Informing & Supporting Thyroid Patients Since 1985

Thyroid Disorders & Treatments Hyperthyroidism

Graves' Disease

Graves' disease, also known as diffuse toxic goiter, is the most common form of hyperthyroidism. More common in women than men, it affects about 3.2% of women and 0.32% of men in the United States. Not only can Graves' disease cause the rapid heartbeat, shaky hands, weakness, and heat intolerance found in all forms of hyperthyroidism, but it can also cause associated eye problems like exophthalmos (a swelling of the tissue behind the eyes which pushes the eyes forward).

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The term "goiter" refers to the fact that your overworked gland may grow bigger at the lower front of your neck, and "diffuse" means that the whole gland is involved.

Diagnosis includes a test for thyroid-stimulating hormone (TSH) from the pituitary, which will be low if the pituitary has detected high levels of thyroid hormone in your blood. Measurement of thyroid hormone itself (thyroxine or T4) helps your doctor know how sick you are and serves as an initial guide for treatment. A radioactive iodine scan shows that in Graves' disease the whole thyroid is involved and not just one or more overactive lumps (nodules).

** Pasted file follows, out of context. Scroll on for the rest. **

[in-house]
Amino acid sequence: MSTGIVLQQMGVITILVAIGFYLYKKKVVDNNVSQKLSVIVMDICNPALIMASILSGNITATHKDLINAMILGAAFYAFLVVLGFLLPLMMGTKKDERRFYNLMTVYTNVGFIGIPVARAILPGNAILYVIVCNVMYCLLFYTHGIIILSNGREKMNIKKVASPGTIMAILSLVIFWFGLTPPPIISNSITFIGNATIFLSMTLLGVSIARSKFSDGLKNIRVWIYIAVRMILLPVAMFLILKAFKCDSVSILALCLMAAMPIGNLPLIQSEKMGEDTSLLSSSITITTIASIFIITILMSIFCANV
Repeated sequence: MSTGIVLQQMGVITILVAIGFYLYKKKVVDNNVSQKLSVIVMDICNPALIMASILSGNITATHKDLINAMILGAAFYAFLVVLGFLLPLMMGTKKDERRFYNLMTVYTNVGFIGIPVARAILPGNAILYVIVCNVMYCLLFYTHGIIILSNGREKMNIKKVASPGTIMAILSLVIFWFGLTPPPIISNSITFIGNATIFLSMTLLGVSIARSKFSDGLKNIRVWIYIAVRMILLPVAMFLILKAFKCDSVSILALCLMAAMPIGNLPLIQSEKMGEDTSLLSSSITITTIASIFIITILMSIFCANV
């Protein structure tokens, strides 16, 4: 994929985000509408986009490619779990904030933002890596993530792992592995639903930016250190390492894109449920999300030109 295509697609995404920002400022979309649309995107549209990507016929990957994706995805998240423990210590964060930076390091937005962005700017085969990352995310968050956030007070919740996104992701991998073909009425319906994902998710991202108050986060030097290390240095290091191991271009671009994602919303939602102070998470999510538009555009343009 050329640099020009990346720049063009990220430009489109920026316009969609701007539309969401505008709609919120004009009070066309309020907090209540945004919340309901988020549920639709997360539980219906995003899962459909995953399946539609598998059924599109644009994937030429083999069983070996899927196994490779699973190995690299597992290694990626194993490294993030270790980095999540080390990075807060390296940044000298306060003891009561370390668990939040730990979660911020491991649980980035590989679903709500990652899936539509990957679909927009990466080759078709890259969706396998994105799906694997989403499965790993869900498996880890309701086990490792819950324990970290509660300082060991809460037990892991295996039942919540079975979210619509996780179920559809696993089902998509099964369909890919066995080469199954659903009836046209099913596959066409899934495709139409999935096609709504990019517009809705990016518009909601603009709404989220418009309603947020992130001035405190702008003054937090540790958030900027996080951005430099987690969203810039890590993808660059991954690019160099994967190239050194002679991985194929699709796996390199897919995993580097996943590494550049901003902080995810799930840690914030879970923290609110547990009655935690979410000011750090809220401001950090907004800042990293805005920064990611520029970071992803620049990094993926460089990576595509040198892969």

Treatment may be short or long term:

  • To make your body less responsive to the stimulus given by the thyroid hormone, you may be given beta-adrenergic blocking agents like propranolol or atenolol to block the action of thyroid hormone on your cells. This will tend to slow your pulse and calm you down until other treatments have time to work.
  • To cut down your thyroid's ability to make too much hormone, there are antithyroid agents like methimazole (Tapazole�) or propylthiouracil (PTU) which reduce the amount of iodine that can get into your thyroid from the bloodstream. Since iodine is needed to make thyroid hormone, levels fall, and you get slowly better.
  • Permanent reduction of thyroid function can be obtained by treatment with radioactive iodine.
  • Alternatively, part or all of your thyroid can be removed surgically to control your hyperthyroidism.

Once your hyperthyroidism is treated, what's left of your thyroid may produce too little hormone, but that can be replaced by thyroid hormone pills. You need to be checked regularly to be sure the dose is correct. The rare eye problems can usually be helped by drugs, or by radiation, or occasionally by surgery. They follow their own schedule, usually coming early in your Graves' disease, but sometimes late in the course of the condition. For the vast majority of patients, eye problems will be on the mild side.

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